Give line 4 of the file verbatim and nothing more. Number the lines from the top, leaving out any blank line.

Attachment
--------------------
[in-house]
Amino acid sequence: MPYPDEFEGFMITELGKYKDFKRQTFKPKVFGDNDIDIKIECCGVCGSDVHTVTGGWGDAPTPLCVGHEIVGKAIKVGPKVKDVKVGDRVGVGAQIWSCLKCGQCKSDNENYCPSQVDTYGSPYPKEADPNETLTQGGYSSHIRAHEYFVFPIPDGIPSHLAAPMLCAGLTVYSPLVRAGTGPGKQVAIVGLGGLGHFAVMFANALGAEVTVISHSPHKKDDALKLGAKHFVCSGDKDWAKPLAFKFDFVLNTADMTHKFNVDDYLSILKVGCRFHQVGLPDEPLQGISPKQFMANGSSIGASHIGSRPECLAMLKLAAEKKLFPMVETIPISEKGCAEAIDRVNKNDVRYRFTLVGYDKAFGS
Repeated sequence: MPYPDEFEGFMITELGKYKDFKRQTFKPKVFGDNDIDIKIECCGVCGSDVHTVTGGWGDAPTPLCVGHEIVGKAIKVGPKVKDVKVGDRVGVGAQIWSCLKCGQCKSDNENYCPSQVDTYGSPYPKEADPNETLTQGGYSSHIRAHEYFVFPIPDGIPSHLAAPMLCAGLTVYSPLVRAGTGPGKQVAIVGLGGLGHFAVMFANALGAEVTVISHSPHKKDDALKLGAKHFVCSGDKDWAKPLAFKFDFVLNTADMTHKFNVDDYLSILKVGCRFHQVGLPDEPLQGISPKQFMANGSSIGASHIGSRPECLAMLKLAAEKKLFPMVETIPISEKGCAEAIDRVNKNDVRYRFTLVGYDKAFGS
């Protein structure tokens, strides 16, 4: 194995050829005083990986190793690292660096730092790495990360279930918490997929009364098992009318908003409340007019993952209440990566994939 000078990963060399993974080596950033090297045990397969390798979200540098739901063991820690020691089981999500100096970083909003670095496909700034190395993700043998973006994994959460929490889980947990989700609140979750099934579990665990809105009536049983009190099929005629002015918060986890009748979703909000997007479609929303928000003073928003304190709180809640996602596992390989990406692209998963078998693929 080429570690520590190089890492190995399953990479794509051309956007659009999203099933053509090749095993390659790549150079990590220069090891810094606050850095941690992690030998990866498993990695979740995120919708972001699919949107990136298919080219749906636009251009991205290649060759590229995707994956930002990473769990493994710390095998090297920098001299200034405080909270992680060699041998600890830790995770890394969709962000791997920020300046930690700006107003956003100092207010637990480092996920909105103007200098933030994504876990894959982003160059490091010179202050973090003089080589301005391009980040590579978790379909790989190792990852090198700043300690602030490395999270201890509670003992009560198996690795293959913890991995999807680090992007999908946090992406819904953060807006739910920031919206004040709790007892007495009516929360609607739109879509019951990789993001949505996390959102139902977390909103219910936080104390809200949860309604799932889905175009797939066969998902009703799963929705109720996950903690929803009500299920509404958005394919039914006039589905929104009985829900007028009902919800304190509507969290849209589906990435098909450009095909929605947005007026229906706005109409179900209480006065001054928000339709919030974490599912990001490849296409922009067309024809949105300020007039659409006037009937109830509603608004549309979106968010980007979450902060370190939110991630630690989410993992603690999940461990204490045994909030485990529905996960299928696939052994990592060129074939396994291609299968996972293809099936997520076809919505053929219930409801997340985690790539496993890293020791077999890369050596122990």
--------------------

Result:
């Protein structure tokens, strides 16, 4: 194995050829005083990986190793690292660096730092790495990360279930918490997929009364098992009318908003409340007019993952209440990566994939 000078990963060399993974080596950033090297045990397969390798979200540098739901063991820690020691089981999500100096970083909003670095496909700034190395993700043998973006994994959460929490889980947990989700609140979750099934579990665990809105009536049983009190099929005629002015918060986890009748979703909000997007479609929303928000003073928003304190709180809640996602596992390989990406692209998963078998693929 080429570690520590190089890492190995399953990479794509051309956007659009999203099933053509090749095993390659790549150079990590220069090891810094606050850095941690992690030998990866498993990695979740995120919708972001699919949107990136298919080219749906636009251009991205290649060759590229995707994956930002990473769990493994710390095998090297920098001299200034405080909270992680060699041998600890830790995770890394969709962000791997920020300046930690700006107003956003100092207010637990480092996920909105103007200098933030994504876990894959982003160059490091010179202050973090003089080589301005391009980040590579978790379909790989190792990852090198700043300690602030490395999270201890509670003992009560198996690795293959913890991995999807680090992007999908946090992406819904953060807006739910920031919206004040709790007892007495009516929360609607739109879509019951990789993001949505996390959102139902977390909103219910936080104390809200949860309604799932889905175009797939066969998902009703799963929705109720996950903690929803009500299920509404958005394919039914006039589905929104009985829900007028009902919800304190509507969290849209589906990435098909450009095909929605947005007026229906706005109409179900209480006065001054928000339709919030974490599912990001490849296409922009067309024809949105300020007039659409006037009937109830509603608004549309979106968010980007979450902060370190939110991630630690989410993992603690999940461990204490045994909030485990529905996960299928696939052994990592060129074939396994291609299968996972293809099936997520076809919505053929219930409801997340985690790539496993890293020791077999890369050596122990």